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PGA Tour Opposes Proposed Ban From USGA, R&A on Anchored Putters

February 25, 2013

Golf’s European Tour Supports Move to Ban Anchored Putters

The stroke in which the putter's butt-end is rested against a player's body to create a pendulum-like swing was used by 15 percent of professional golfers in 2012. Photographer: Richard Heathcote/Getty Images

The U.S. PGA Tour said it opposes the proposed ban on anchored strokes by golf’s rule makers, yielding the possibility that events on the world’s richest circuit could eventually have different rules for putting than major championships such as the U.S. and British Opens.

The U.S. Golf Association and the Royal & Ancient Golf Club, targeting changes in putting, said Nov. 28 that they’d consider input from others in the sport before deciding in April or May whether to prevent golfers from making strokes with a club anchored to their bodies.

PGA Tour Commissioner Tim Finchem said yesterday that the tour’s Player Advisory Council researched the issue and informed the USGA and R&A that a ban wouldn’t be in the best interest of golf or the PGA Tour.

“The essential thread that went through the thinking of the players and our board of directors and others that looked at this was the absence of data or any basis to conclude that there is a competitive advantage to be gained by using anchoring,” Finchem said at a news conference. “Given the amount of time that anchoring has been in the game, there was no overriding reason to go down that road.”

A stroke in which the putter’s butt-end is rested against a player’s body to create a pendulum-like swing has been used by the winners of three of golf’s past five major tournaments.

While the clubs -- including long-handled and so-called belly putters -- wouldn’t be banned, their intended method of use would be under the rule proposed to take effect in 2016.

Rules Partners

Finchem said that the PGA Tour has worked with the USGA on a range of issues over the past 20 years and the debate about anchored putting strokes won’t cause a rift between the organizations.

“We hold the USGA in the highest regard as a key part of the game of golf,” Finchem said. “We don’t attempt to denigrate that position in any way whatsoever. It’s just on this issue we think if they were to move forward, they would be making a mistake.”

Finchem said he hasn’t spent much time “worrying” about whether PGA Tour events could have different rules than the U.S. Open, which is run by the USGA, or the British Open, which is organized by the R&A. The U.S. Open is the second of golf’s four annual majors, preceded by the Masters Tournament and followed by the British Open and PGA Championship.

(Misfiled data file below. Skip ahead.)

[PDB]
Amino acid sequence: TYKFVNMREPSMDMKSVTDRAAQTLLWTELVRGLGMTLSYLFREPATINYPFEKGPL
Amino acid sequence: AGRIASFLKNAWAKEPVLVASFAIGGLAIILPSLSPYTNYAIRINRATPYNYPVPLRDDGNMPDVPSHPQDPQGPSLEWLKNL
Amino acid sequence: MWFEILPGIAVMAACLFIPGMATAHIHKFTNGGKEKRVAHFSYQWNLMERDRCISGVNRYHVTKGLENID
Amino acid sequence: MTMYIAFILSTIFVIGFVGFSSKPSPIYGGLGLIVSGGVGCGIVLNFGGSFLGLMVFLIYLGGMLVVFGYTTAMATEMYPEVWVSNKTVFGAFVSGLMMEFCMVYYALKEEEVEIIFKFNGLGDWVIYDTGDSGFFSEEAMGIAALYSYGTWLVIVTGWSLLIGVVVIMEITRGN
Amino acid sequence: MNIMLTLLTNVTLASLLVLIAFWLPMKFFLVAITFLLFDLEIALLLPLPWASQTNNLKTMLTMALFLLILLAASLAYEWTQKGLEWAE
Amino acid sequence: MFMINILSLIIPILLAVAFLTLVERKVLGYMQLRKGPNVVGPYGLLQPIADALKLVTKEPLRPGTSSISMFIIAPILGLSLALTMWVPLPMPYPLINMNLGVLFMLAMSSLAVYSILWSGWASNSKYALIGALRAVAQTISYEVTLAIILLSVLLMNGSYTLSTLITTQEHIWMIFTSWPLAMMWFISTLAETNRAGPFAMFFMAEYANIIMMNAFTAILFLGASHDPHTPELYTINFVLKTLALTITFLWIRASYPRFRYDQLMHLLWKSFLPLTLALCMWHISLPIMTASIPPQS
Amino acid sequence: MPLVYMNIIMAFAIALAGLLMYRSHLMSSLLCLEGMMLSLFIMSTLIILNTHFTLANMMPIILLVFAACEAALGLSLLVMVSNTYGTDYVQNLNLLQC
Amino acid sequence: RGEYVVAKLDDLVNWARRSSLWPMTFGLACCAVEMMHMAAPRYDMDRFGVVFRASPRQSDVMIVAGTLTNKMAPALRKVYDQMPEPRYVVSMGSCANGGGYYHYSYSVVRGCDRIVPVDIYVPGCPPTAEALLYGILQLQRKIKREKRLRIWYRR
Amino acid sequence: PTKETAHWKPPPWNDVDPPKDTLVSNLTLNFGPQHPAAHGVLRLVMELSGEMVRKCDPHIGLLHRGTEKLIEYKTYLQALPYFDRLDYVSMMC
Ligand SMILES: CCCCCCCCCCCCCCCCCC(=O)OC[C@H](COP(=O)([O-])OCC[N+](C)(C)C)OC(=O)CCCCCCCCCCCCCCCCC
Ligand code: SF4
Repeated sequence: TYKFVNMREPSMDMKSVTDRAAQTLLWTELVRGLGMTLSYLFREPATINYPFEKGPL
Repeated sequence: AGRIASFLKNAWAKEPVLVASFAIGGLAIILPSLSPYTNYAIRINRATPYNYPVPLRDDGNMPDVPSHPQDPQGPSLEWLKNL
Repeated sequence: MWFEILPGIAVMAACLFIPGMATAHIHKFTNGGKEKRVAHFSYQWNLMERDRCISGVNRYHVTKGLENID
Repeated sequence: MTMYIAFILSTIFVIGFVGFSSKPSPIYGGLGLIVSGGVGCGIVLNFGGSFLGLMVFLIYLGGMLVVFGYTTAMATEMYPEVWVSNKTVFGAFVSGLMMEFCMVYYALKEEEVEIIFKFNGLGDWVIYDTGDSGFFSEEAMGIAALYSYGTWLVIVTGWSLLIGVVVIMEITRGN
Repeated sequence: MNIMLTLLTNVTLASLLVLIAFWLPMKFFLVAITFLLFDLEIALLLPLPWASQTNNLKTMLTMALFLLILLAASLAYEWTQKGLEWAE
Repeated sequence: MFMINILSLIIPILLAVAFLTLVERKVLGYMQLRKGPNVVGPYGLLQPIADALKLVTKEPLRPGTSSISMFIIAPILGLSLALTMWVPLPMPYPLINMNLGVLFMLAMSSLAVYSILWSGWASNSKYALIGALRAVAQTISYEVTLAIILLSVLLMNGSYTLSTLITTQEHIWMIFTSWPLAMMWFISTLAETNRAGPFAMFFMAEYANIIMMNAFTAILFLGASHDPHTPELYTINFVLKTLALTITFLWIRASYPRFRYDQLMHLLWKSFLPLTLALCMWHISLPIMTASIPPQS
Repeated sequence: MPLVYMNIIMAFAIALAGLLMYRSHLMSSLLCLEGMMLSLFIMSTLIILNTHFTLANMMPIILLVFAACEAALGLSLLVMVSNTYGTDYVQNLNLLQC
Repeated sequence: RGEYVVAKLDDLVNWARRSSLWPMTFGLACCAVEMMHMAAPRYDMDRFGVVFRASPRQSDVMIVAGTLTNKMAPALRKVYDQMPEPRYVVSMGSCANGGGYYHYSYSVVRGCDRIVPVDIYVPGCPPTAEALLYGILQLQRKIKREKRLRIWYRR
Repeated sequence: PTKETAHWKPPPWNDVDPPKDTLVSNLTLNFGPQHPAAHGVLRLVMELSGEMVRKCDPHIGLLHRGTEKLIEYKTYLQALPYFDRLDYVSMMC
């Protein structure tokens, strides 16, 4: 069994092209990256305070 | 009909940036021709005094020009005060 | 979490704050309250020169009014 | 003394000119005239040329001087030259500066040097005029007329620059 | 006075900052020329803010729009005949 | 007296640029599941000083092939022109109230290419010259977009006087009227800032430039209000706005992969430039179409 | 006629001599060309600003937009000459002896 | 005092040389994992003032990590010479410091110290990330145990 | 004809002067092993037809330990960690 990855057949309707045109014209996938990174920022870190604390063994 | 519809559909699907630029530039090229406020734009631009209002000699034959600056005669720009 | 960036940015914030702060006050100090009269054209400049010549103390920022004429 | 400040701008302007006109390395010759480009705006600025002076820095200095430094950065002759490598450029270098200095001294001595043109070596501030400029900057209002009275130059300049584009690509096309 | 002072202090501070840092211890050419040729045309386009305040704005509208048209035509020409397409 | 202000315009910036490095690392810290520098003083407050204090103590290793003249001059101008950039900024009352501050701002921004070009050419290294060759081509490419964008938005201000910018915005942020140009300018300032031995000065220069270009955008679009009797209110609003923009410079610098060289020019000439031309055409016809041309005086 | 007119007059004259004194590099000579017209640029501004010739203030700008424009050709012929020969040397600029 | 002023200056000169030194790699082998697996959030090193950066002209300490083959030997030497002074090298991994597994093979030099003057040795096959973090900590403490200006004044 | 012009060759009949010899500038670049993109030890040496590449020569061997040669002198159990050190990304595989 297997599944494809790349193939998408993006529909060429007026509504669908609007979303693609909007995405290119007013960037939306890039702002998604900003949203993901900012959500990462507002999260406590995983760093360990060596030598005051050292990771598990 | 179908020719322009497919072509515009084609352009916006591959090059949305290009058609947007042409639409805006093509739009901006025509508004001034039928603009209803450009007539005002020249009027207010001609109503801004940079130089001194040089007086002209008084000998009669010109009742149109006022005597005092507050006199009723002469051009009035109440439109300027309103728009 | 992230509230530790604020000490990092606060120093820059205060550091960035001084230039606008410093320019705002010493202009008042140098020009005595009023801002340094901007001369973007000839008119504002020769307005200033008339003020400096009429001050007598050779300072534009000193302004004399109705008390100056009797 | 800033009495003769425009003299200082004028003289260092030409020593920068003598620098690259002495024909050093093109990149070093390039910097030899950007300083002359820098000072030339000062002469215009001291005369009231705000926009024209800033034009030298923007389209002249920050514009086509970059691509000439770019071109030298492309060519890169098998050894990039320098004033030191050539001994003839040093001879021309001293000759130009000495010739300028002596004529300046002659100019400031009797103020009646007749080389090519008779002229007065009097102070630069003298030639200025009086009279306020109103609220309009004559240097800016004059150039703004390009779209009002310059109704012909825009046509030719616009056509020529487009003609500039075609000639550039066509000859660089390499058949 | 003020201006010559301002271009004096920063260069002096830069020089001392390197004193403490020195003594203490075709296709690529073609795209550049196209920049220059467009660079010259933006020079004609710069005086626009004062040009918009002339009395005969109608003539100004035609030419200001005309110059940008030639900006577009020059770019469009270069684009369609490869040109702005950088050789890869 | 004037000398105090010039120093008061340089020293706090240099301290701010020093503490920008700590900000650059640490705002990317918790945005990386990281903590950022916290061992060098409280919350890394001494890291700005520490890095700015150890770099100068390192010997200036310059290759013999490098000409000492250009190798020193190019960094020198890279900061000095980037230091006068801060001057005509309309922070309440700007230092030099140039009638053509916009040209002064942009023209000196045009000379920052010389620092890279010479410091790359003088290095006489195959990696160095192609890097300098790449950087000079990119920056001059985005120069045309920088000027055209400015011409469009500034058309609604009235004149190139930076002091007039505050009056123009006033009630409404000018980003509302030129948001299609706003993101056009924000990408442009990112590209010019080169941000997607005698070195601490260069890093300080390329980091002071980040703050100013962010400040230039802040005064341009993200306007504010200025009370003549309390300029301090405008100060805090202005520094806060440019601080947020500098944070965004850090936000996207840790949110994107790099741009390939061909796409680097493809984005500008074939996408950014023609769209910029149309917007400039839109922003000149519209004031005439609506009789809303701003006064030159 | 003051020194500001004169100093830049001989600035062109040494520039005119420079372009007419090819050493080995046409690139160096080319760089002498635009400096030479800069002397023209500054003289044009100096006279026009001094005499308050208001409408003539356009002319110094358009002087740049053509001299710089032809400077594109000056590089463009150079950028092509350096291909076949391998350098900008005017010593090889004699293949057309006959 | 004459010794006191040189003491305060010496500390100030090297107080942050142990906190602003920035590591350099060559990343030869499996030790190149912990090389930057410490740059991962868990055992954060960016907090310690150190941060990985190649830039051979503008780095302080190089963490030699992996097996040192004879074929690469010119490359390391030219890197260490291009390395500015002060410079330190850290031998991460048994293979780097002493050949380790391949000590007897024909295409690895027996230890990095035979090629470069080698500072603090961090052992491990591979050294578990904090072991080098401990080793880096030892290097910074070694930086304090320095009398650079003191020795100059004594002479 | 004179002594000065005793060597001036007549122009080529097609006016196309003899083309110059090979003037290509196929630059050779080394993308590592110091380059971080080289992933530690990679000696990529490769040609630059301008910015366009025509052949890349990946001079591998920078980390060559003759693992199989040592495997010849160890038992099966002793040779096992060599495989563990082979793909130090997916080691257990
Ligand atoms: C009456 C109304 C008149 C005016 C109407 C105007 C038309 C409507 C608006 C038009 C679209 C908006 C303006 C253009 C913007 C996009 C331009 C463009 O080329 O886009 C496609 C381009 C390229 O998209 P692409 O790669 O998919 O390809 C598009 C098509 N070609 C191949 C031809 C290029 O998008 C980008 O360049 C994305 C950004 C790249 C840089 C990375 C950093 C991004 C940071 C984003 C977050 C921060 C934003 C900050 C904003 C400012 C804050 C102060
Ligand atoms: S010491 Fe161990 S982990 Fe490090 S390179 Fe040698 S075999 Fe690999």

“Our regulations provide that we will follow the rules as promulgated by the USGA,” he said. “However, we retain the right not to in certain instances if we see fit.”

USGA Statement

The USGA said yesterday in a statement that it will continue to listen to varying points of view during its 90-day comment period set to conclude this week. The organization said its position remains to “clarify and preserve the traditional and essential nature of the golf stroke.”

Belly anchored putters have been around for two decades, although their use had been mostly limited to players on the 50- and-over senior tours. Their popularity has increased among junior golfers and PGA Tour players in recent years. In 2012, 15 percent of professional golfers used anchored putters, up from 6 percent from 2006 through 2010, the USGA and R&A said.

“An awful lot of amateurs today use anchoring and a number of players on the PGA Tour who have grown up with a focus on perfecting the anchoring method did so after the USGA on multiple occasions approved the method years ago,” Finchem said. “For us to join in supporting a ban we think as a direction is unfair to both groups of individuals.”

To contact the reporter on this story: Erik Matuszewski in New York at matuszewski@bloomberg.net

To contact the editor responsible for this story: Michael Sillup at msillup@bloomberg.net


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